Sub-brand to go here. Millennium Cohort Study. Heather Joshi Director Centre for Longitudinal Studies. CLS is an ESRC Resource Centre based at the Institute of Education. Aims of the presentation . Introduce the Millennium Cohort Study Overview of data currently available
To provide a multi-purpose long-term resource for the research and policy community:
Note: Productive families are those with some data from at least one survey instrument at each wave
So far, a total of 13802 (i.e.13234 + 568) have participated in all sweeps that they were eligible for. This is about 72% of the MCS cohort
At MCS3, 1444 unproductive families at MCS2 were recovered (3rd row)
A multi-purpose long-term resource for the research and policy community – more or less emphasis on biomarkers?
Charting the of the social, economic and health conditions facing the cohort and their consequences Which dimensions of ‘development’? Beyond uni-directional accumulation of cognitive attainment, academic attainments and avoidance of adult-reported behavioural difficulties, freedom from illness and disability – identity, risk-taking, relationships, time use, physical activity, brain development ? The emergence of capabilities?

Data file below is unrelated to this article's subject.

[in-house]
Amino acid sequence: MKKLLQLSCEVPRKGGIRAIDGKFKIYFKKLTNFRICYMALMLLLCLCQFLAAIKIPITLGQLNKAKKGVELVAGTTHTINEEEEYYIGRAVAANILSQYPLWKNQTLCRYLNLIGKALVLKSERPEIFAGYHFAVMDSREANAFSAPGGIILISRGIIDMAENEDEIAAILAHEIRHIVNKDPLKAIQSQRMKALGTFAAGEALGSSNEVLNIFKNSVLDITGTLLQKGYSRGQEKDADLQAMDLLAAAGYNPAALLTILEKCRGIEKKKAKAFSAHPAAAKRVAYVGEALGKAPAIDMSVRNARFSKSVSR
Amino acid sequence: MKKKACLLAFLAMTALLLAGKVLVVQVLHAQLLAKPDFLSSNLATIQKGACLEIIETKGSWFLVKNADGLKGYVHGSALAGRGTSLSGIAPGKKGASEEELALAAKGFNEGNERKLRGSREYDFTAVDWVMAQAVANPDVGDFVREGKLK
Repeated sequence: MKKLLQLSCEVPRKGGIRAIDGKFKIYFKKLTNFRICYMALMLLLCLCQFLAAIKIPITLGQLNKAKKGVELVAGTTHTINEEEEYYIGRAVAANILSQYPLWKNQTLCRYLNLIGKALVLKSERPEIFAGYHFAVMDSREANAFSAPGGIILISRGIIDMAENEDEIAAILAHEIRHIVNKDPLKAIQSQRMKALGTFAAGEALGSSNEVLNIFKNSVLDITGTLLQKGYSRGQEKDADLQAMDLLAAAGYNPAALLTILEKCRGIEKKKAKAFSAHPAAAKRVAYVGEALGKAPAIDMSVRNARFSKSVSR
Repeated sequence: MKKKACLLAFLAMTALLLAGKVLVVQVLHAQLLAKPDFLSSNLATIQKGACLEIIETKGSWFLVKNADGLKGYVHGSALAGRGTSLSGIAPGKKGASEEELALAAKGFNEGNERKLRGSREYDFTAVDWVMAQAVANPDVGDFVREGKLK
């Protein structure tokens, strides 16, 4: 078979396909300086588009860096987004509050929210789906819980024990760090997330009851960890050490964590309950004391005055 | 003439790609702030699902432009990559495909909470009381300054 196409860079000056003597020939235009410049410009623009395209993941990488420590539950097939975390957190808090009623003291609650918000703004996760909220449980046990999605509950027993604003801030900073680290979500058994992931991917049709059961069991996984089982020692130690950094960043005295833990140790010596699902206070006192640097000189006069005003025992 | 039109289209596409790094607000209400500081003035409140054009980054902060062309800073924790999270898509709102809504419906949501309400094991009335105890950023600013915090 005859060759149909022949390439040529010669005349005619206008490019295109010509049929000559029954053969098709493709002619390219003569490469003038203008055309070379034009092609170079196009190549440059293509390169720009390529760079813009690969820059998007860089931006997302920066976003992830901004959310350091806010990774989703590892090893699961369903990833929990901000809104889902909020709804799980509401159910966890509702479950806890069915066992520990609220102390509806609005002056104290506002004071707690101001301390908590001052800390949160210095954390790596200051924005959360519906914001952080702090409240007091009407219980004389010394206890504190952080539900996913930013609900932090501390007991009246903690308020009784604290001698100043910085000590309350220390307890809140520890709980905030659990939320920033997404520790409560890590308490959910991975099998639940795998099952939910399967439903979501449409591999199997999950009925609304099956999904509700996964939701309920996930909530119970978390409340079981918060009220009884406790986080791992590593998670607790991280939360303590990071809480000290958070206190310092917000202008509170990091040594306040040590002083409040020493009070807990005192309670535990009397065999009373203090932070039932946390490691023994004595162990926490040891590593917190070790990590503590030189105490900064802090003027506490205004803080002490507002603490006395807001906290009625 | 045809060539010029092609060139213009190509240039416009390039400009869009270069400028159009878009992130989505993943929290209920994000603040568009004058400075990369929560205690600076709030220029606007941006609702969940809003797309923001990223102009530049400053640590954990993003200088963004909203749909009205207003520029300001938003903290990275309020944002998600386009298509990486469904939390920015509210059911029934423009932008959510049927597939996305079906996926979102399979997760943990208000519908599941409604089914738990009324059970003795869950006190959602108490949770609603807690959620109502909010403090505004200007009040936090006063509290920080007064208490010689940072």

Observation of intergenerational transmission of advantage and disadvantage and the processes involved Aspirations and expectations, agency of young person, role of school and peers.
Comparison with other British and international cohorts
Opportunities opening up, co-ordination through EUCCONET
Collecting ‘new’ information, eg father’s involvement,- friends, internet, media, qualitative sub-studies, genetics, neuro-science?
To investigate the wider social ecology of the family, including community and services, splicing in geo-coded data Schools, siblings
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